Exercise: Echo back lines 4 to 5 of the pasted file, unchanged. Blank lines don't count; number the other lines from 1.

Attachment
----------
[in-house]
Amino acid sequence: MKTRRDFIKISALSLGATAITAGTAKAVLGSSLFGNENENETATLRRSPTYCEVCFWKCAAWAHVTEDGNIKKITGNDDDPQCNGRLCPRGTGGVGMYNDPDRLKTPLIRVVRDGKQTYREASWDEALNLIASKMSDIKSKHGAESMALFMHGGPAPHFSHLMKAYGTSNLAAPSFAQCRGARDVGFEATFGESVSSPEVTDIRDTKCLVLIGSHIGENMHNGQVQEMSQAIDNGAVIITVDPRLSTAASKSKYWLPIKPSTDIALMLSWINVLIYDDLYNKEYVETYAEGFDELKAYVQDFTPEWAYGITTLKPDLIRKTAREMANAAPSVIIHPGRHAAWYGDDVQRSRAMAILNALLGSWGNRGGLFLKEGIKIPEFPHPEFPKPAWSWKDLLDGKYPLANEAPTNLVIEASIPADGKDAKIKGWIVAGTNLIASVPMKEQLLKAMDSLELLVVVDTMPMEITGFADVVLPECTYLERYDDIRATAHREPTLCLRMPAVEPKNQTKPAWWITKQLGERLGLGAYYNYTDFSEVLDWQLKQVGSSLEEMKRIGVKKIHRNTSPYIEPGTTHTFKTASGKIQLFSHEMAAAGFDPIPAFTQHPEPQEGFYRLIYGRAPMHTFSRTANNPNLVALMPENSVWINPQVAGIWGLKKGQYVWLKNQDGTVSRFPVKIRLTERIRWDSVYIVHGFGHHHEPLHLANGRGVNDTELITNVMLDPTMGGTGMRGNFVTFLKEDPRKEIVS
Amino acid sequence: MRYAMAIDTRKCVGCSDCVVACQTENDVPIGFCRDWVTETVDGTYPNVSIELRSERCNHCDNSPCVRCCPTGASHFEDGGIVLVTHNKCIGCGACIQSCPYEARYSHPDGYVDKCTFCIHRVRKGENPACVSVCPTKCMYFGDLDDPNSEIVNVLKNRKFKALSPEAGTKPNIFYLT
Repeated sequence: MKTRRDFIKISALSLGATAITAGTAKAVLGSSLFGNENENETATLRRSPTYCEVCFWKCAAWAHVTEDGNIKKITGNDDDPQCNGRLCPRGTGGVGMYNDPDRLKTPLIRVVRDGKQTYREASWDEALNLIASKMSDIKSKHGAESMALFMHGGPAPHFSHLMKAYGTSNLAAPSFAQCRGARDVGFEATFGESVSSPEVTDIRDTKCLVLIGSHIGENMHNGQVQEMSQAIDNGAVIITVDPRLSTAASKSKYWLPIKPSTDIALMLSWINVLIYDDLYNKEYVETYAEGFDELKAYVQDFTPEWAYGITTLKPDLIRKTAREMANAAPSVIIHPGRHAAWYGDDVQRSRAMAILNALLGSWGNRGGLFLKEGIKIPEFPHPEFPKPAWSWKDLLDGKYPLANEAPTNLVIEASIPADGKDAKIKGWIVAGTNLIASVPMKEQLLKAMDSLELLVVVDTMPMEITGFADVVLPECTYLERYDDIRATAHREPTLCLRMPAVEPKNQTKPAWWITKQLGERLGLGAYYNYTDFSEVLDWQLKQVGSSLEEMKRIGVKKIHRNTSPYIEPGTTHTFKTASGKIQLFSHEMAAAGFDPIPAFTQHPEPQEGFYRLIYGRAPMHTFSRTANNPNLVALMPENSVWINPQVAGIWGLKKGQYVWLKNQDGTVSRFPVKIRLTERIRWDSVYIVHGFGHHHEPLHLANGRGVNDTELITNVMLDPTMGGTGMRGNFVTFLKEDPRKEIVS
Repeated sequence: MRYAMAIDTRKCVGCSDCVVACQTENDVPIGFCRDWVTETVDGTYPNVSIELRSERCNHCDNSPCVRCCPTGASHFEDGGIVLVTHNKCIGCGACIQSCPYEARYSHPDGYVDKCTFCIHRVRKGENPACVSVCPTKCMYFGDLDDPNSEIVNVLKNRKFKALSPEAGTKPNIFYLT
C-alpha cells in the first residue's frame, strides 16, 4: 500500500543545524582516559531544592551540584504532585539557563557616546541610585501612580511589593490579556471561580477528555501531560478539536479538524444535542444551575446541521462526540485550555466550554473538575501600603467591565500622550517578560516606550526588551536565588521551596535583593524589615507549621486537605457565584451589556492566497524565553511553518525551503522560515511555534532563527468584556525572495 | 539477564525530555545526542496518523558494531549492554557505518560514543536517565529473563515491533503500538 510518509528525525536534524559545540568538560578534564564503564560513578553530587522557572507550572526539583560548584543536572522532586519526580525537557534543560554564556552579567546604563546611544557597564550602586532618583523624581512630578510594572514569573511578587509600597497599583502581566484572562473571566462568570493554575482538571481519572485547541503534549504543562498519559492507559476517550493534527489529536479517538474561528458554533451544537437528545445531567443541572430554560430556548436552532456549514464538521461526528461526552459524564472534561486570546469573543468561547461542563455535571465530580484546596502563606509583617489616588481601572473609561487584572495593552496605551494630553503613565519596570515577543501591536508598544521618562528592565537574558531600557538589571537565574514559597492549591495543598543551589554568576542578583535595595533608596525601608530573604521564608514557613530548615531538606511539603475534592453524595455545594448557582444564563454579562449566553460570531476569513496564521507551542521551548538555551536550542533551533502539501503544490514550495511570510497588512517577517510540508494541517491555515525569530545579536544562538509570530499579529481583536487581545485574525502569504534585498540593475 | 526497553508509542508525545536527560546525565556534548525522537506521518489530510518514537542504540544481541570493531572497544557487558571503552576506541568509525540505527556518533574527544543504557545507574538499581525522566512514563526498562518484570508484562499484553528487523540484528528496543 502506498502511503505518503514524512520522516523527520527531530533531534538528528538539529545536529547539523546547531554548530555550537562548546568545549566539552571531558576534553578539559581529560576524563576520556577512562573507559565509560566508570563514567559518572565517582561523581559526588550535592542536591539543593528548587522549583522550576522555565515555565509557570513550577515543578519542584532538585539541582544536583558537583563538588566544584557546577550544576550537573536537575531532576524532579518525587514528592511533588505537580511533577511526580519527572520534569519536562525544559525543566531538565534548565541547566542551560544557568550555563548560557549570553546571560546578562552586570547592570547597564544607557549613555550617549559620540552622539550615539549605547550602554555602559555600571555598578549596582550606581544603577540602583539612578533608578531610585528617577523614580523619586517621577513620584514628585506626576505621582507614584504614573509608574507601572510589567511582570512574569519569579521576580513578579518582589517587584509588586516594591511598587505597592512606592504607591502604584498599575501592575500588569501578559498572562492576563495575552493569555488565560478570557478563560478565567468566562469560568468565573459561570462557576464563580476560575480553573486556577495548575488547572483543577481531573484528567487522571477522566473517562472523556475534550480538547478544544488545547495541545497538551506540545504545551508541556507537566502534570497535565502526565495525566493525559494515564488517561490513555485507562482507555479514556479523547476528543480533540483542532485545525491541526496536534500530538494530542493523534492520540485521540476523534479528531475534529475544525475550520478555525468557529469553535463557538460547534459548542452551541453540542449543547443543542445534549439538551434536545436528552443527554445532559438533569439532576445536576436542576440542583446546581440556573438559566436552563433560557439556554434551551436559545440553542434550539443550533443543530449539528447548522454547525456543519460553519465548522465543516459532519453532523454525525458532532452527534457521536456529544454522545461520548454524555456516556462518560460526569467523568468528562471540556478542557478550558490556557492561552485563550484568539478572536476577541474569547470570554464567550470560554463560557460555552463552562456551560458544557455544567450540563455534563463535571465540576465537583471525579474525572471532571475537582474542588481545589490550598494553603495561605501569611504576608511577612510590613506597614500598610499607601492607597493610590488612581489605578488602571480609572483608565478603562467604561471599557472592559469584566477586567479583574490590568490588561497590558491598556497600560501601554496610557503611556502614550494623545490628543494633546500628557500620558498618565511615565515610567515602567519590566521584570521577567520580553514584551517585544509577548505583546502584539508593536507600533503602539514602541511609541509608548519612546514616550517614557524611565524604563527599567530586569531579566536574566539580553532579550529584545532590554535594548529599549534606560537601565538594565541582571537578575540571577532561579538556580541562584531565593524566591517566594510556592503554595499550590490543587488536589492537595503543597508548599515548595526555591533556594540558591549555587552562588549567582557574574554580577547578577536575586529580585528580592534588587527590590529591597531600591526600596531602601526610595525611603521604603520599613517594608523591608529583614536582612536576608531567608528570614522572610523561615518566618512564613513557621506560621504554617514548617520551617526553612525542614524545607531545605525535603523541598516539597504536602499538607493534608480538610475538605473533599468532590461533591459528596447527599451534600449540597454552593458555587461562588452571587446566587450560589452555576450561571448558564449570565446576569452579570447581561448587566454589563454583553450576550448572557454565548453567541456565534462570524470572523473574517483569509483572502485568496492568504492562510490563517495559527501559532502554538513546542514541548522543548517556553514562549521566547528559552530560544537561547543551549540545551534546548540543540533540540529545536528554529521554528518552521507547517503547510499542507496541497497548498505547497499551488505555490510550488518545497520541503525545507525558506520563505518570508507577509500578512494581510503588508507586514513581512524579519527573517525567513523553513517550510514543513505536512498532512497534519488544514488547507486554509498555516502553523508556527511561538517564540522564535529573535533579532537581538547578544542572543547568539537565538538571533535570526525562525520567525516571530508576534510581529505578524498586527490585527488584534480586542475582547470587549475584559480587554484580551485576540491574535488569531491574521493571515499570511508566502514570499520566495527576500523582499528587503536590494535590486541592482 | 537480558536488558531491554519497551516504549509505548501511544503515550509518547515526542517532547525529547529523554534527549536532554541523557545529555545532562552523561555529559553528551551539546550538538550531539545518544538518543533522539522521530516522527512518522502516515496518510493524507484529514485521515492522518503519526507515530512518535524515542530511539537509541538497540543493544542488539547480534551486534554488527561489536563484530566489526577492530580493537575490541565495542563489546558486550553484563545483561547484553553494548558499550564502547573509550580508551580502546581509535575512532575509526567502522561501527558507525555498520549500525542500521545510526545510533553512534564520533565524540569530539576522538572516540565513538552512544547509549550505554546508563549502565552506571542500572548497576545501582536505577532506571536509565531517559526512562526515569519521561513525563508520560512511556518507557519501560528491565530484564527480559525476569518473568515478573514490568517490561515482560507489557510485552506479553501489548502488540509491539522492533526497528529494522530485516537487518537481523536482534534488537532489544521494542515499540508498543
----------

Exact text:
Repeated sequence: MKTRRDFIKISALSLGATAITAGTAKAVLGSSLFGNENENETATLRRSPTYCEVCFWKCAAWAHVTEDGNIKKITGNDDDPQCNGRLCPRGTGGVGMYNDPDRLKTPLIRVVRDGKQTYREASWDEALNLIASKMSDIKSKHGAESMALFMHGGPAPHFSHLMKAYGTSNLAAPSFAQCRGARDVGFEATFGESVSSPEVTDIRDTKCLVLIGSHIGENMHNGQVQEMSQAIDNGAVIITVDPRLSTAASKSKYWLPIKPSTDIALMLSWINVLIYDDLYNKEYVETYAEGFDELKAYVQDFTPEWAYGITTLKPDLIRKTAREMANAAPSVIIHPGRHAAWYGDDVQRSRAMAILNALLGSWGNRGGLFLKEGIKIPEFPHPEFPKPAWSWKDLLDGKYPLANEAPTNLVIEASIPADGKDAKIKGWIVAGTNLIASVPMKEQLLKAMDSLELLVVVDTMPMEITGFADVVLPECTYLERYDDIRATAHREPTLCLRMPAVEPKNQTKPAWWITKQLGERLGLGAYYNYTDFSEVLDWQLKQVGSSLEEMKRIGVKKIHRNTSPYIEPGTTHTFKTASGKIQLFSHEMAAAGFDPIPAFTQHPEPQEGFYRLIYGRAPMHTFSRTANNPNLVALMPENSVWINPQVAGIWGLKKGQYVWLKNQDGTVSRFPVKIRLTERIRWDSVYIVHGFGHHHEPLHLANGRGVNDTELITNVMLDPTMGGTGMRGNFVTFLKEDPRKEIVS
Repeated sequence: MRYAMAIDTRKCVGCSDCVVACQTENDVPIGFCRDWVTETVDGTYPNVSIELRSERCNHCDNSPCVRCCPTGASHFEDGGIVLVTHNKCIGCGACIQSCPYEARYSHPDGYVDKCTFCIHRVRKGENPACVSVCPTKCMYFGDLDDPNSEIVNVLKNRKFKALSPEAGTKPNIFYLT